Most homes will use family photos as part of their decoration plan. Adding your own photographs can give any area that “personal touch” while allowing you to enjoy reminders of some of their favorite times and people.
Effectively utilizing these pictures does require a little know-how, though. If you just nail up family snapshot wherever you happen to have the space, you won’t be impressed with the way the final project looks. Here are three tips for family photo use that will allow you to share precious memories without compromising the overall look and feel of your decorating plan.
First, remember to obey the “five foot rule” when placing photographs on the wall. The “five foot rule” argues that photos should never be placed higher than sixty inches up on the wall. When you have pictures located in higher spots, it has a few negative consequences.
Initially, it can make a room appear smaller by making the feeling feel lower than it actually is. Additionally, it makes it hard for people within the space actually see the photographs clearly. If you’re about to put a nail in the wall somewhere above the five foot mark, stop yourself and rethink your plan.
Second, don’t make the mistake of hanging a small photo in a large, open space by itself. This is sometimes referred to as “hanging a postage stamp” because it has the unintended consequence of making the small piece appear even smaller. That’s not visually appealing and it creates a sense of imbalance that’s inconsistent with any good design scheme.
If you do have a small photo that you’d like to use in a room, find a way to integrate it with accent items on a shelf, mantle or end table. Alternatively, find a way to merge the smaller photo with other pictures as part of a good looking grouping. You’re not going to be happy with a small framed snapshot on a big wall, however. You need something with more “heft” if you want it to stand alone.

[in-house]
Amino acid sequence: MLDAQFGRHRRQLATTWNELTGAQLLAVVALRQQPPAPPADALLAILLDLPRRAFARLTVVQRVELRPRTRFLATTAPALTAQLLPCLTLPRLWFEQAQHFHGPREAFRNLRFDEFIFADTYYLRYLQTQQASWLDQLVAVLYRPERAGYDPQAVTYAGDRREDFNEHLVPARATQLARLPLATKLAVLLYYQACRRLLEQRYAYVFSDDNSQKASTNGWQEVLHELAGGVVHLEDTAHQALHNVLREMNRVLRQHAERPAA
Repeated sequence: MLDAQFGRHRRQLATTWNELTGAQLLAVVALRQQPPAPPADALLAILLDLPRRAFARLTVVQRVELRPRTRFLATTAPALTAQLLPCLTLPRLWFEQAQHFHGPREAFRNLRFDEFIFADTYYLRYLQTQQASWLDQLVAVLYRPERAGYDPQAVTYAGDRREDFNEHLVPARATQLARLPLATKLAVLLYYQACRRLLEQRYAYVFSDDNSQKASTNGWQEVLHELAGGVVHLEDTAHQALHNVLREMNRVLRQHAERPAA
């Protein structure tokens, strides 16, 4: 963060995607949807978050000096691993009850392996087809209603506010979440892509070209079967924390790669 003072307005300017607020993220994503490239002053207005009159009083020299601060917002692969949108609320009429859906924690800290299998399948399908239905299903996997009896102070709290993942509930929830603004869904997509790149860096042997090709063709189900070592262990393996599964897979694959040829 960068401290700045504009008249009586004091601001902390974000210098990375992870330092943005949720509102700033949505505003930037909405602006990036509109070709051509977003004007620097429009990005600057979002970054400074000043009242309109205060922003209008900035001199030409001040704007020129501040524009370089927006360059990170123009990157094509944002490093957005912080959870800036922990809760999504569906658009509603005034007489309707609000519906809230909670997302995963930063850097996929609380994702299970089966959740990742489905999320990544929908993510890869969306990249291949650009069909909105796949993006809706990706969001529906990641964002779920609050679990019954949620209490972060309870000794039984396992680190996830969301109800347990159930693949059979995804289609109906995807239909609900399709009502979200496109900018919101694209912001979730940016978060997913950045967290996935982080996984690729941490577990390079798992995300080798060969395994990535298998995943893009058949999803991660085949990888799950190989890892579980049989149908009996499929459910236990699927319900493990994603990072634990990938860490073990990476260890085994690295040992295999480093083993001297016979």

Third, use your family photos in moderation. As much as you enjoy the pictures personally, they do have some aesthetic limitations. Photos are rarely consistent in theme, composition or color combinations. Too many of them can create a loud, busy look. Additionally, those who visit your home are less likely to find the photographs riveting or exciting than you are.
That great picture of your uncle George reminds you of just how much fun Christmas was in 1982. Others just see a guy in an ugly suit. Finally, it’s possible to create a look that seems a little too self-involved and/or ego-driven when you’re using many family photos. You want to bring your family into your plans, but you don’t want to create a shrine to them! While it’s great to make your family members part of your decorating plan, you can’t let those snapshots to dominate.
If you follow these three recommendations for the effective use of photographs in your decorating plan, you should be able to merge your own snapshots seamlessly with the overall look and feel of your space. Using family pictures effectively requires a little bit of thinking and a commitment to moderation. When it’s done correctly, it can add a very attractive and personal element to any room.